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Vast, unnecessary hotel complex to destroy Portugal’s wetland paradise

02/07/2012 13:18:14
birds/2012_july/salgados_glossy_ibis

Glossy ibis on Salgados. The lagoon is threatened by a vast new luxury hotel development

Portugal gives go-ahead to destroy internationally recognized unique coastal lagoon and bird sanctuary on Algarve coast.

July 2012. With current hotel occupancy standing at just 55% the Portuguese Government has disgracefully given permission for yet more - and, what's worse, the development threatens the last coastal lagoon along the south coast.

The RSPB and SPEA, (the Portuguese equivalent), have been fighting a ten year battle to save the area, Salgados, (or "Pera Marsh" as it's known to many birdwatchers), and for it to be given named as an SPA, (a site of special protection status); inexplicably this has never been granted.

Vast luxury development panned
Instead the Government has given Finalgarve, (part of Grupo Gallilei, a company currently before a Parliamentary Commission for corruption), permission to develop an area of 359 hectares, (887 acres), right next door to this unique habitat. 

Avocets on the threatened Salgados Lagoon.

Avocets on the threatened Salgados Lagoon.

Insufficient funds & corruption
Included in the plan are three new hotels and a golf course, along with myriad villas and shops etc. However, with not enough funds to pay the fines being levelled on it for its past corruption, Finalgarve have let it be known that they do not have the money necessary for construction and are appealing for investors worldwide. 

Last surviving lagoon
Before tourism came to the Algarve in the 1970's there were several lagoons similar to Salgados along this coastline and they were used as migratory fuelling stops, over-wintering sites and breeding habitat for many bird species, but all the other lagoons have now been "gentrified" out of existence and Salgados is the last one left. 

Standing half-way between two of the Algarve's most urbanised areas, Albufeira and Armação de Pera, Salgados has always been under extreme threat and severe pressure for many years but the proposed development of the area surrounding it may well prove to be the last nail in the coffin. 

Water misuse
With a low-lying golf course bordering its eastern edge, the dune protecting the lagoon from the sea has been illegally breached whenever the course was in danger of becoming flooded. Conversely, right now, after one of the driest winters on record, water is in short supply, so the water feeding the lagoon is being diverted to keep this course green; the lagoon is now 1 metre lower than usual and is dropping 4 cm every week. Breeding success this year has been severely affected again and many of the resident species have disappeared from the lagoon already.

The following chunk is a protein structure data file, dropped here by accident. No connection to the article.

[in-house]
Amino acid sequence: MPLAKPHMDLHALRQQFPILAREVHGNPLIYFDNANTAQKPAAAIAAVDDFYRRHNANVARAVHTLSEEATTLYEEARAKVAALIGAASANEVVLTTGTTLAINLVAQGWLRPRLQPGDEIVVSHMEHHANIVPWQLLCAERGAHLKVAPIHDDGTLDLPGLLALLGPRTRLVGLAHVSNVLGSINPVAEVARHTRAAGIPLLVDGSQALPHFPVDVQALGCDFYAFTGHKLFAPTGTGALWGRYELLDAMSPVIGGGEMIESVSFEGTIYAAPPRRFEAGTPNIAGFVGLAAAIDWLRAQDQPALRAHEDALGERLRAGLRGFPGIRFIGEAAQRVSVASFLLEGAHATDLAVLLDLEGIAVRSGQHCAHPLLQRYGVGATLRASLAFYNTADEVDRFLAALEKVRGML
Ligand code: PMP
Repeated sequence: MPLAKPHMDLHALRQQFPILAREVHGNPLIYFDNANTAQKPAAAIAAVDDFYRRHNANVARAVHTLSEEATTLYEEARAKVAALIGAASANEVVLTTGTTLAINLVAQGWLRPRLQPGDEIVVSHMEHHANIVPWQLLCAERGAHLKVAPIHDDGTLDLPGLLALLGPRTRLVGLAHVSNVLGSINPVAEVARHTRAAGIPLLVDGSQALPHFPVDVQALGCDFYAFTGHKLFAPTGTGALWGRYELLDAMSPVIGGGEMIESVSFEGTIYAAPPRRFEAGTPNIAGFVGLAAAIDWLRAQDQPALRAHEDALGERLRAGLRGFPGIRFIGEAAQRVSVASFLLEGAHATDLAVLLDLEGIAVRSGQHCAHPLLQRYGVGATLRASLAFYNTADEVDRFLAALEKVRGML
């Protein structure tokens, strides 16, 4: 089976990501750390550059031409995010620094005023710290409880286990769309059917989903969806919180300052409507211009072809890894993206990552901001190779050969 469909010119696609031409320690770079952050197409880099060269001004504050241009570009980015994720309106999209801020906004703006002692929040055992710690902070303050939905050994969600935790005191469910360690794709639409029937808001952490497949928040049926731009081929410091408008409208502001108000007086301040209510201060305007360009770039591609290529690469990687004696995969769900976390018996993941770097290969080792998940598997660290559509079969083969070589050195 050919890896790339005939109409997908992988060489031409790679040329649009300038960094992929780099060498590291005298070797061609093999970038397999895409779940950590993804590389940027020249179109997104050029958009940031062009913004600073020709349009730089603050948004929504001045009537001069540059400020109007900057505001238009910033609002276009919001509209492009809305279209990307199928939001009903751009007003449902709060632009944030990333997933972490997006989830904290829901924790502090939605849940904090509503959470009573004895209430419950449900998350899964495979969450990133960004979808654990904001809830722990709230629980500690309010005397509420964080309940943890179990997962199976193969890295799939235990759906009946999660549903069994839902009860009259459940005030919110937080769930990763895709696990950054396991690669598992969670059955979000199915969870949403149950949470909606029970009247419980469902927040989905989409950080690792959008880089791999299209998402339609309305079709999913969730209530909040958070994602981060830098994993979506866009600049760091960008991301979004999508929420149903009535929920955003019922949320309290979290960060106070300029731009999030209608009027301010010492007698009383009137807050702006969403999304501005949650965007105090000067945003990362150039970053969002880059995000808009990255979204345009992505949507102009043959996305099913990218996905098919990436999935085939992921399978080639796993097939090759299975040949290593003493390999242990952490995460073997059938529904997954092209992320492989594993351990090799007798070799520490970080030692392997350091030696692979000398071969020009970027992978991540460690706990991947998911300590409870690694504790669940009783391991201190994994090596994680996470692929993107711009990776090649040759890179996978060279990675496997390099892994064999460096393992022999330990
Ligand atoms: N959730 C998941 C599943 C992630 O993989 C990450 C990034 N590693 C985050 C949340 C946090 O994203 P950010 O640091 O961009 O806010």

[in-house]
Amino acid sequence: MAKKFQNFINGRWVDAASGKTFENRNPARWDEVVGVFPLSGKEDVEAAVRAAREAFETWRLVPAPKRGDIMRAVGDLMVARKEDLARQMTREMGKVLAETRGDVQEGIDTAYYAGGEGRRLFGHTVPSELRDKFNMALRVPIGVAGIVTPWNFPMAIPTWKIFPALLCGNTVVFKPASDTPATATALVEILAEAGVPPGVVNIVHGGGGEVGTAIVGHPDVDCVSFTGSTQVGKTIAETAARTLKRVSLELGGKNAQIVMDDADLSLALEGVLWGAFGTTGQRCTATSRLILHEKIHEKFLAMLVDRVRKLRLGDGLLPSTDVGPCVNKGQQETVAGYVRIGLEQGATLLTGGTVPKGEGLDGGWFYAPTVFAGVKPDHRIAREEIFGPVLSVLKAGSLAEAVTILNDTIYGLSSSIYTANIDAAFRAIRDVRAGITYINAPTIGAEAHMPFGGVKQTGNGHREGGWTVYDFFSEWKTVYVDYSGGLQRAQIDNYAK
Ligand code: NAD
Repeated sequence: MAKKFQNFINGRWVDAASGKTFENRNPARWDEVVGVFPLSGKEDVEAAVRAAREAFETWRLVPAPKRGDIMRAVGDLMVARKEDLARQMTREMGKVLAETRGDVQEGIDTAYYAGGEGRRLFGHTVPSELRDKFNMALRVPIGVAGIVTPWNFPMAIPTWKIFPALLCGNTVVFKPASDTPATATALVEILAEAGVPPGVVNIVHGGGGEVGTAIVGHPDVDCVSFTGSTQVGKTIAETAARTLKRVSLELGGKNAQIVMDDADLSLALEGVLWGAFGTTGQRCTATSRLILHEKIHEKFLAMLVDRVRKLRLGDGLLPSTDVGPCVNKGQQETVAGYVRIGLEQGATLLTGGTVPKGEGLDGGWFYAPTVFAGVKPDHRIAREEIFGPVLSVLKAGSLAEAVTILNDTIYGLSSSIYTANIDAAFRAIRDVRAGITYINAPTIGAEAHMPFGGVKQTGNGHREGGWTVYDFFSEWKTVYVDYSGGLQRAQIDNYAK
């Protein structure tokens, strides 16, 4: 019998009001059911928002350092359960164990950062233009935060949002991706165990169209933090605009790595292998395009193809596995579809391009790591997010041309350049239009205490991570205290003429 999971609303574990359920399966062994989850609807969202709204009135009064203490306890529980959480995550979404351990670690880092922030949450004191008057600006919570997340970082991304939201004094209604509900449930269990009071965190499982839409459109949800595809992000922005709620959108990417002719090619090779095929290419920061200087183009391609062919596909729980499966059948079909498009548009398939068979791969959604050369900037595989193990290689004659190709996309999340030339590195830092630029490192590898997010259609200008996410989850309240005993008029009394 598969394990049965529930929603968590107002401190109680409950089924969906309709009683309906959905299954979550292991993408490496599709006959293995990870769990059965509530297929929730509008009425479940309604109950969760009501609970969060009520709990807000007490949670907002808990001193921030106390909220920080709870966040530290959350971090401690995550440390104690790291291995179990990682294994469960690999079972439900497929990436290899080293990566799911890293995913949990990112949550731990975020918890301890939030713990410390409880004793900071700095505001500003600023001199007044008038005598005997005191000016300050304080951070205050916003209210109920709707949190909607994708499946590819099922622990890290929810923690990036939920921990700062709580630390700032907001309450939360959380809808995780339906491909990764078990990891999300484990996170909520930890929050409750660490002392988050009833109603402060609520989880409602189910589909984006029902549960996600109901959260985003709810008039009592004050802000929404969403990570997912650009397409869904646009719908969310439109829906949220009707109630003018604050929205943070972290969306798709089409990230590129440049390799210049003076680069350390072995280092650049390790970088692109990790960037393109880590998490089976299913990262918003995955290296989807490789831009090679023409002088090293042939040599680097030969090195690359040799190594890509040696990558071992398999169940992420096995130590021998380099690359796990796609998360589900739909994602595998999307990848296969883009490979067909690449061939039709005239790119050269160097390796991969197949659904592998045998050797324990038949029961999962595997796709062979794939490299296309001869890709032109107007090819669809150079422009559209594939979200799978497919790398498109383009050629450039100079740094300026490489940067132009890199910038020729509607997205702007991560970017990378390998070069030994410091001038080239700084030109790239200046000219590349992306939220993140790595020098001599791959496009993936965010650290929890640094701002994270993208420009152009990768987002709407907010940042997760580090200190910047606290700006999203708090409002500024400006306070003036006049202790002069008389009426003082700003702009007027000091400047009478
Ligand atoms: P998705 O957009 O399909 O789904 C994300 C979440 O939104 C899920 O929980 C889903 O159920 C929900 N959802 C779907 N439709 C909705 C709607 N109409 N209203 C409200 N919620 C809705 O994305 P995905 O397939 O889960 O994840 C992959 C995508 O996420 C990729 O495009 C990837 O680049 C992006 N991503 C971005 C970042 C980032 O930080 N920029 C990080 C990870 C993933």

With the proposed development bringing even more pressure upon this unique area, the lagoon will simply disappear and be lost for ever, and there is widespread international indignation that the Government, currently promoting Nature-based tourism, should let this happen.

Sign the petition

There has been an on-line petition set up to persuade the Government to change its mind, rescind the permission and grant SPA status in order to preserve this habitat for future generations. You are urged to sign it here and to share it on Facebook and Twitter. 

Flamingos frequent Salgados.

 

Read the comments about this article and leave your own comment

take action.

Posted by: naveenchllakapati | 06 Jul 2012 16:22:00

Jeff Hacon

i visited this lagoon in April. It was full of birds including Purple swamp hen, flamingo ,spoonbills many waders and Black headed weever. there was even a Ferruginous duck.
What a waste. There were several minibusses of birders too. Doesn't Portugal want any eco tourists?

Posted by: Jeff Hacon | 06 Jul 2012 15:23:32

Salgados lagoon development madness

This development is financial folly in the current market, lying as it does, next to a large golf course, hotel and apartment development now in the hands of the banks after the builder's insolvency.

The main point for the Salgados/Praia Grande area is the categorisation of the land. Many national and local organisations have tried to have the site correctly registered under Portuguese law as what it is, a unique lagoon and wetland environment essential for refuelling migrants, and not to be built on.

The currrent local, national and international media awareness campaign will only succeed if the minister in charge has the political will to deny developers their project, a project which has been legally processed and can start tomorrow if they desire, by recategorising the land.

If Portugal is serious about its natural landscape and wildlife, and is serious about 'not becoming another Spain', this land needs to be recategorised like it should have been five years ago or more.

Paul
algarvedailynews.com

Posted by: paul rees | 03 Jul 2012 07:13:26

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